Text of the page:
There are many jobs and specializations where the success of a team is partly dependent on the quality of their presentation. A part of the evaluation or assessment is influenced by how the presentation was made. An effective team will have to be good at presenting its ideas effectively in addition to formulating good strategies or solutions. It is important that the team’s recommendations are put across clearly no matter what kind of presentation they are taking part in. The success of a presentation hinges on how the audience perceives or recieves the presentation. Therefore a team should place as much importance on the quality of their presentations as they do on the quality of their other team functions.
Let’s consider an analogy here to understand this further:
John is a young athlete who is crazy about bikes. He lives and breathes bikes and owns many high-end contemporary models. He decided to extend his passion for bikes to his cell phone ring tone. He got himself a ring-back tone based on a recording of several high-powered bikes zooming past. Those who called him unfortunately did not get the intended effect. To them it sounded more like the buzzing of a lot of mosquitoes in their ears! After he received this feedback from friends, John still wanted to stick to the theme of bikes, so he changed the ring-back tone to that of a stationary bike revving up. The feedback from his friends was that it sounded like a mooing cow!
(A ring-back tone is the ringing sound that you hear when you dial a number. This tone can be customised by the cell phone owner)
Well, jokes apart, the significance of this story is simple: What the audience takes out from a presentation can have a significant bearing on the success or failure of the team, regardless of the presenter’s good intentions. It is therefore important to do dry runs and get the input from other team members before a presentation can be considered fully ready for a client.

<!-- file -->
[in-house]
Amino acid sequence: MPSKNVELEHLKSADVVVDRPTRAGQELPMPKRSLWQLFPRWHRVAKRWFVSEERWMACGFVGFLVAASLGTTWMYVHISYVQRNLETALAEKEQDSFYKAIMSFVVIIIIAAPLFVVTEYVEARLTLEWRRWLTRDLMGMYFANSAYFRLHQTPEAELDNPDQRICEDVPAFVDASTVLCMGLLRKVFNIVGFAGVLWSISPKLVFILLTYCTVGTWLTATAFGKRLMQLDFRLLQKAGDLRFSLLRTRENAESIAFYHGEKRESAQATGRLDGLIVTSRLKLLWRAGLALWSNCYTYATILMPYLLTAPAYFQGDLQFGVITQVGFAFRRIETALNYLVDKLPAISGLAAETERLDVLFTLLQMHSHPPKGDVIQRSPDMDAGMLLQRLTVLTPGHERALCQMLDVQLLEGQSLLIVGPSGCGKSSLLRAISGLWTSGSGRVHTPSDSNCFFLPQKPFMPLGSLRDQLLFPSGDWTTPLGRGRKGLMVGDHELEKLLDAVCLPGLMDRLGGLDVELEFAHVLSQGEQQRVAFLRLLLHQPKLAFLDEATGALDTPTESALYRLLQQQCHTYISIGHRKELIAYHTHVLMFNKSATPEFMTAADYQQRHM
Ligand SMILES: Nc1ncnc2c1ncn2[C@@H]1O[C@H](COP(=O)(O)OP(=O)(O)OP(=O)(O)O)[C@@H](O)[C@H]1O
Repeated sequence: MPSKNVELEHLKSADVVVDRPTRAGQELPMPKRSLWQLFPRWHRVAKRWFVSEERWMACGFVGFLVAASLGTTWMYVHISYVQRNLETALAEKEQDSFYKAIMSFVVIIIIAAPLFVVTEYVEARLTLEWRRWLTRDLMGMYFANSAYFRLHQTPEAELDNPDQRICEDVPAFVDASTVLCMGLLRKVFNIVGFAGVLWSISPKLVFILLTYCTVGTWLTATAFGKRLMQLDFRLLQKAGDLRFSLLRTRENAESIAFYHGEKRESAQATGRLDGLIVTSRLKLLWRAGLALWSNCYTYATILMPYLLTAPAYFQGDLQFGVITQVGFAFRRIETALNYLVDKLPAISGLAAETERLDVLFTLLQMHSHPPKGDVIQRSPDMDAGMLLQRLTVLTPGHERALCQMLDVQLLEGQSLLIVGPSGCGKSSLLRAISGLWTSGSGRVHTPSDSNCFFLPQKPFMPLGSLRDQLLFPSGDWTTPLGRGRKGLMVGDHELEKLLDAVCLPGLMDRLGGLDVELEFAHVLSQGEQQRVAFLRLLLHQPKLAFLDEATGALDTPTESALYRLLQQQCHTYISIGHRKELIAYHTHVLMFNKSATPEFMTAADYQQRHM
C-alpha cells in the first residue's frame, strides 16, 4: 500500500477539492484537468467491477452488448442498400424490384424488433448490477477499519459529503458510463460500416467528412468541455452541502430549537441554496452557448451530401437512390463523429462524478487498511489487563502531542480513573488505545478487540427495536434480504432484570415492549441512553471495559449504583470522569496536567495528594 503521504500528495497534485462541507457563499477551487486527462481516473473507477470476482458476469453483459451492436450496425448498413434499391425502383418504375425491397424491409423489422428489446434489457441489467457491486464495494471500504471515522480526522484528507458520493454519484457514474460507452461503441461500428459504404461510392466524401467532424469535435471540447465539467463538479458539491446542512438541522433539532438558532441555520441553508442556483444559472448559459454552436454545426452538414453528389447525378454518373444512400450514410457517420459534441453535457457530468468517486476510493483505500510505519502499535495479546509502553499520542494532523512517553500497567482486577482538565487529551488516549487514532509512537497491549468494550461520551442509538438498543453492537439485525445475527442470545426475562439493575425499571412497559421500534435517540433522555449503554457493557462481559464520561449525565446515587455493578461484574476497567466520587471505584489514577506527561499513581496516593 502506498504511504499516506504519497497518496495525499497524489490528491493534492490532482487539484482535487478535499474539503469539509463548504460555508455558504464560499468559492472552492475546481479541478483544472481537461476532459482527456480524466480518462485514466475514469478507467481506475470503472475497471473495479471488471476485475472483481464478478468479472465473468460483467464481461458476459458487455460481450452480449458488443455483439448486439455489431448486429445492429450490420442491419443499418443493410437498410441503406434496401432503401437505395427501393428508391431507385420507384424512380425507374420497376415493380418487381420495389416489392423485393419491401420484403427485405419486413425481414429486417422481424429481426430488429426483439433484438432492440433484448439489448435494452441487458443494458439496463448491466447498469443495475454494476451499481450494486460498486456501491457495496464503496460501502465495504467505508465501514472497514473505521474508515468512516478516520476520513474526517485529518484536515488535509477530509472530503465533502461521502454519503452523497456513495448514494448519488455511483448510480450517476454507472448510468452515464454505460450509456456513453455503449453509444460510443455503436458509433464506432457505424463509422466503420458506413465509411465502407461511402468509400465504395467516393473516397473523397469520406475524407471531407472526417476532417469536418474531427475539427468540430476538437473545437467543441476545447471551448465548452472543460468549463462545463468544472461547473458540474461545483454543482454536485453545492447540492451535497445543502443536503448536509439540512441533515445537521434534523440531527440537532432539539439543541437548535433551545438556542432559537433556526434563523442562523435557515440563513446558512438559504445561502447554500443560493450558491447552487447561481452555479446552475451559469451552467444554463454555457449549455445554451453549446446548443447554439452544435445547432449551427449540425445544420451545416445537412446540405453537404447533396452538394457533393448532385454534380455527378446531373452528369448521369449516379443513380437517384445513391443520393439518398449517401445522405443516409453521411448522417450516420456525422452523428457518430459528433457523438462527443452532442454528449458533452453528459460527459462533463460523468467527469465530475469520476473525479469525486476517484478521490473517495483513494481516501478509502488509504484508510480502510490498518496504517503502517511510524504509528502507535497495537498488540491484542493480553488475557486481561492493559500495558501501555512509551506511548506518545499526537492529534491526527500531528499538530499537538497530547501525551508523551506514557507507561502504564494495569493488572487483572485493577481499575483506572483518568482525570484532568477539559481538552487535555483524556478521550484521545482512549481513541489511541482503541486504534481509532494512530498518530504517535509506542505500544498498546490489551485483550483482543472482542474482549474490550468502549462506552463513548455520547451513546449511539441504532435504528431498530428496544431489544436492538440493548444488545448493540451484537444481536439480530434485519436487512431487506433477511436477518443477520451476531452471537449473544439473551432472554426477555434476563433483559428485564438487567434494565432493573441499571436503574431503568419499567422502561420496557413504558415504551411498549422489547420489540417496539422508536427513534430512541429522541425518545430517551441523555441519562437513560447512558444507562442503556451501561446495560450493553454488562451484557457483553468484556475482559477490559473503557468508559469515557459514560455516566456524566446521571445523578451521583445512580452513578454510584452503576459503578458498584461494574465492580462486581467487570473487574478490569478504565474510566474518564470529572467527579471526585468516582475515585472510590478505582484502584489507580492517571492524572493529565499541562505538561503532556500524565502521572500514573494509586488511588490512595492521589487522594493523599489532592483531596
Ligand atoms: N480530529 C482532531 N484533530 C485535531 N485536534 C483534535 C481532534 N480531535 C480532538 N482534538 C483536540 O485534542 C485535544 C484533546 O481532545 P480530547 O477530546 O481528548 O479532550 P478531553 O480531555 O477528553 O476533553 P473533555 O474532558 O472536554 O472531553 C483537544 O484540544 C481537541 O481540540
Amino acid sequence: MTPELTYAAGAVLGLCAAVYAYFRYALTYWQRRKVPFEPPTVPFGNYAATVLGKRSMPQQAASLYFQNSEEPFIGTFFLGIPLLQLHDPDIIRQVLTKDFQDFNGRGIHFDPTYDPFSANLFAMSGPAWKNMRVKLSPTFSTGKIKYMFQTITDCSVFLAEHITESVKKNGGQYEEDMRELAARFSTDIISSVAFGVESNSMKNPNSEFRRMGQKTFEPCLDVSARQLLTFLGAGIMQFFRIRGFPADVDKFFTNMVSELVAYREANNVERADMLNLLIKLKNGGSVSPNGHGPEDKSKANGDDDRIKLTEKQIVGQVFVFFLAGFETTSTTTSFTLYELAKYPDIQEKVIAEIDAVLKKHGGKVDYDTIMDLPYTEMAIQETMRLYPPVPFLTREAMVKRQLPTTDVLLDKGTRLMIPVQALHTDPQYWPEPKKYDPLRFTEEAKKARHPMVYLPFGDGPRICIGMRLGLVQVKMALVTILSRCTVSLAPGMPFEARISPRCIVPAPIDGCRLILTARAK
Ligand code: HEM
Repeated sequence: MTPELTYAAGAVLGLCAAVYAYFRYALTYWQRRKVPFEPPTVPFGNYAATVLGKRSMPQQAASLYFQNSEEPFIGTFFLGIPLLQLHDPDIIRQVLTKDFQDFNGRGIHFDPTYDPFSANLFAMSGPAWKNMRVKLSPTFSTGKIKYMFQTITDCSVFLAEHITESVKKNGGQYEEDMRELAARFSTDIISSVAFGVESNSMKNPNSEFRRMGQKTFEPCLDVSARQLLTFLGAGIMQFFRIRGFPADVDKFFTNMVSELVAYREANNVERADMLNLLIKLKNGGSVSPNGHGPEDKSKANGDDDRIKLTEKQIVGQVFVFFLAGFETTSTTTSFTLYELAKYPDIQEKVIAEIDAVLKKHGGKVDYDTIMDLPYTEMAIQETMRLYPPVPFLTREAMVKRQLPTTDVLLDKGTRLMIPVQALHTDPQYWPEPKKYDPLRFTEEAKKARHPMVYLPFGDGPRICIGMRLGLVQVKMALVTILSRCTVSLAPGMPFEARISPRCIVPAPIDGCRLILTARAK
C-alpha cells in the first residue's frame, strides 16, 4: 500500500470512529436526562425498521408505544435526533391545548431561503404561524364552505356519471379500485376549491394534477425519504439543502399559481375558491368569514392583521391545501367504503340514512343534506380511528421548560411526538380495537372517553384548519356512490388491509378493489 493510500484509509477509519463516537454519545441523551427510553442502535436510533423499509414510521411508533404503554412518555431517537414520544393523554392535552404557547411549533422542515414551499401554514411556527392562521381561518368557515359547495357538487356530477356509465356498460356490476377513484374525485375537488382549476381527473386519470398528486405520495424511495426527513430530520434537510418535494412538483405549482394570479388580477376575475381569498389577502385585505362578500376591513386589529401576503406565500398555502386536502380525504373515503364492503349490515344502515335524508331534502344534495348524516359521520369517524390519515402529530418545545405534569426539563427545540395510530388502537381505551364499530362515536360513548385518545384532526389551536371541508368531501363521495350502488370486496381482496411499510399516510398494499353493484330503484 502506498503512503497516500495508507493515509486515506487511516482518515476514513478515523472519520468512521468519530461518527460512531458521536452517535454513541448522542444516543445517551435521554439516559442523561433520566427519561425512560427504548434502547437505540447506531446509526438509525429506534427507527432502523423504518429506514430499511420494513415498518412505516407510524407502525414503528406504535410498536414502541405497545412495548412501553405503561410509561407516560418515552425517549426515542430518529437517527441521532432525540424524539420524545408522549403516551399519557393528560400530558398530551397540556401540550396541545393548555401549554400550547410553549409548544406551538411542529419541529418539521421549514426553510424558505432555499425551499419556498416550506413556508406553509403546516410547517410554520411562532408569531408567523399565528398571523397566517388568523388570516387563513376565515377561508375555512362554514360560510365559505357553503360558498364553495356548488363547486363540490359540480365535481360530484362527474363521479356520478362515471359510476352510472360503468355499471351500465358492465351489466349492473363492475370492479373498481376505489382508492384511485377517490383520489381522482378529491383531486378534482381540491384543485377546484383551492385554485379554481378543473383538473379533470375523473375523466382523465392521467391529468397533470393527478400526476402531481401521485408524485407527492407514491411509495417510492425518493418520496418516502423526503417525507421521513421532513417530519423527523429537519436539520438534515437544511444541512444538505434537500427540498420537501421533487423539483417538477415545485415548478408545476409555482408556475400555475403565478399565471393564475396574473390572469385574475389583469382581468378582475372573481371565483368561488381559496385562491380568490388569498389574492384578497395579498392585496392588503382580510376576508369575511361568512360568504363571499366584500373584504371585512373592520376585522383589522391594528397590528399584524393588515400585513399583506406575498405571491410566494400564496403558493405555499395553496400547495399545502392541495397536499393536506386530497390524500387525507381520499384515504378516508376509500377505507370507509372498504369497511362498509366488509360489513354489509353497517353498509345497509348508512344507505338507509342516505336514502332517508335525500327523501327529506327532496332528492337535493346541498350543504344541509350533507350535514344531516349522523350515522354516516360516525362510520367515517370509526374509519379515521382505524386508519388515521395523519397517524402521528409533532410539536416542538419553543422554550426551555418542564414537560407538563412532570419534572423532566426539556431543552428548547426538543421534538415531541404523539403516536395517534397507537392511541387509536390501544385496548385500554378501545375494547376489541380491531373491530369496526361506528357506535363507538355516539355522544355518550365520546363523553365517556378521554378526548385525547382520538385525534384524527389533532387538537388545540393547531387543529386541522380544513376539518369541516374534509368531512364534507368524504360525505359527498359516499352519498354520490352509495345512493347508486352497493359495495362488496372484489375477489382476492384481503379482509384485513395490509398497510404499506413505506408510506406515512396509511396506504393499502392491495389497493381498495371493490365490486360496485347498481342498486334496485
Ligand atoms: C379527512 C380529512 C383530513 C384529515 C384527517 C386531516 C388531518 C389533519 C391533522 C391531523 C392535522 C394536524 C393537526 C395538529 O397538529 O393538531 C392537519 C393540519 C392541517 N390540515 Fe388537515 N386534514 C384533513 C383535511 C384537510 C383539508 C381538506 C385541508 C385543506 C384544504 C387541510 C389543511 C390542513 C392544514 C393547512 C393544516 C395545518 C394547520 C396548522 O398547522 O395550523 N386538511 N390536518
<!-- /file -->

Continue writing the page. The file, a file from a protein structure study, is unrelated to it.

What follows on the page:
The perceptions of the audience hinges on one or more of the following issues:
- Proper comprehension of the proposals
- Proper understanding of research findings, analysis and conclusions
- Grasp of the intellectual strength in the strategies
- Insights into the core business benefits inherent in the suggestions
- Originality and creativity in innovative approaches
- Credibility of the information and the feeling that the presenter knows his or her facts
The key to presenting anything involves being able to explain clearly, in simplified terms and highlighting relevant points that make a difference to business decisions. The manner in which the recommendations are presented can make or break a presentation. The professional standing of a team with a client or customer can be amplified if the team makes a good presentation and conversely get diminished if the team makes a bad presentation.
The presentation is the contact point or interface where all the work and effort put in by the team is finally on display. An effective team has to give the presentation due importance. The days and weeks that the team spent on strategizing and brainstorming will go to waste if the team is unable to put across its proposals in a convincing manner. The team therefore needs to pay close attention to their presentation skills. The person who front’s the team has to be carefully selected as someone who is confident and is able to clearly express the collective thoughts and ideas of the team.
Broadly a good presentation should have the following features:
- The presenter has to explain clearly
- The presenter has to be confident
- The presenter has to inspire and grab attention; boredom can set in otherwise and the audience will get fidgety
- The presenter has to convince the audience
- The presenter should be able to clarify doubts and concerns